Thursday, February 16, 2006

Not enough time.

So the evenings have been crammed lately. There just doesn't seem like there is enough time to do everything I need to do and even a few of the things I want do. Last night I got home from work late, cooked dinner (Superwoman was advising a church Youth Group like she does every Wednesday), read to the kids for a bit & put them to bed. 9:00 PM, where did my day go?

I have been working on my drawing lately, read more here. The problem is, I have a hard time finding any time to draw. So I have ended up staying up till 1 or 2 the last few nights trying to get some work in. While the results have been pleasing, I have been really tired the last couple of days. Which begs the question. Why didn't I put the time into learning this when I was a teenager and had oodles of free time?

Did you ever feel like you misspent your youth?

All the free time I had as a teenager I wasted. Back then I was interested in one thing, and one thing only. Video games. I had a job or two, I saved a bit to go on a mission, and I bought video games with the rest. I could have gotten good grades (easily) in high school but I played games instead. So instead of having a 4.0, I have 2.9 HS GPA. I could have gotten a lot better at art, but I played games instead. Etc.. Etc... Etc... I have a laundry list of ways that I could have used my time better as a teenager. About the only good thing that came from my video game obsession is that I learned how to program a computer so I could make games of my own. Which has turned out (programming in general) to be valuable skill (I support my family with it). So I guess I shouldn't second guess myself too much.

So I guess as much as anything, the adult me is frustrated with the teenage me. I've really wanted to make some headway on my book, but I've been hung up learning to draw. And now I have to earn the skill the hard way, by staying up late and by ignoring my other hobbies. It's not that drawing is a horrible experience. It is a good experience, but a hard one. Currently it takes all of my mental energy to do it. I really have to REALLY think to get a line to look right, I am surprised by how much left brain thinking it takes for something to look good paper. I have to remember where my light source is, then think of how that light would wrap around my object, then get my hand to co-operate and draw all that. I used to think drawing was strictly a talent. Either you could draw, or you couldn't. But I can see now it takes WORK to make a good drawing, regardless of your skill level. Some of it is tedious, some mentally intensive, but the whole piece of work, is just that, work. But like all work, you get out what you put in to it, and I'm starting to see some results. So I guess I'll just have to put up with being tired for a while.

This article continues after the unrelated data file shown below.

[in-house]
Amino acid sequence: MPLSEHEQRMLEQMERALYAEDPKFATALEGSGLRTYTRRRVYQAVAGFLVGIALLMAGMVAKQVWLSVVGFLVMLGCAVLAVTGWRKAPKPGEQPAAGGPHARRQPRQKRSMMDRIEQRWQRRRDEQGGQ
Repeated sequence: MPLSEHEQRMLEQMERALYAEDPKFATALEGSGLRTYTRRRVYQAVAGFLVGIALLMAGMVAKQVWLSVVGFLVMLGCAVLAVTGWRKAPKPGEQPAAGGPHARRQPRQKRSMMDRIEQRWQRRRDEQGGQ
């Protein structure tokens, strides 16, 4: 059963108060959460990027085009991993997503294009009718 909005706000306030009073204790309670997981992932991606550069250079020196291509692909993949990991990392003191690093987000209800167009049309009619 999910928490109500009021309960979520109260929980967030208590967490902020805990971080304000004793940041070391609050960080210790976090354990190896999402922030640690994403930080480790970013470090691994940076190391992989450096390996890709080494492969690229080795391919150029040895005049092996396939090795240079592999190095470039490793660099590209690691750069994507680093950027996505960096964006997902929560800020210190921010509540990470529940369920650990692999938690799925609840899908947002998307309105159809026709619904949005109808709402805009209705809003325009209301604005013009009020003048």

4 comments:

bon said...

soooooo, um. here's a heads up... cause yer busted.
Followed a link from Dadguy's and imagine my surprise to see a great big old pic of Cookie and Cakes!

On the book tip... is your goal to be published, or is this for personal enjoyment? I ask because if you want to be published via mainstream childrens books etc... it's actually HARDER nowadays to get publishers to look atcha if you try and do both the writing and illustration. You know that I draw? I am happy to help in any way. Actually, I am currently working on a book for Birdie... it's written, just illustrating it now. No great shakes, but it's pretty fun to do!

SushiBoy said...
This comment has been removed by a blog administrator.
SushiBoy said...

Its mainly for enjoyment but I wouldn't mind publishing it either. I didn't know that it is harder to get looked at if you do text and art, why is that? Is doing both something that the publisher equates to this-person-will-want-a-hand-in-everything syndrome? Thx for the offer to help out my work, I'll take you up on that.

bon said...

I'm not altogether sure...my friend who IS a published children's author said it... (she is also a Librarian and even was a panel memeber for the Caldecott awards a year or two ago) so she knows.

On the happy tip, authors who live where you live enjoy a leg up on the rest of the country... the children's book industry tends to look at work from thereabouts a little closer than the rest of the US. Again, why? We have our ideas... but they are just ideas.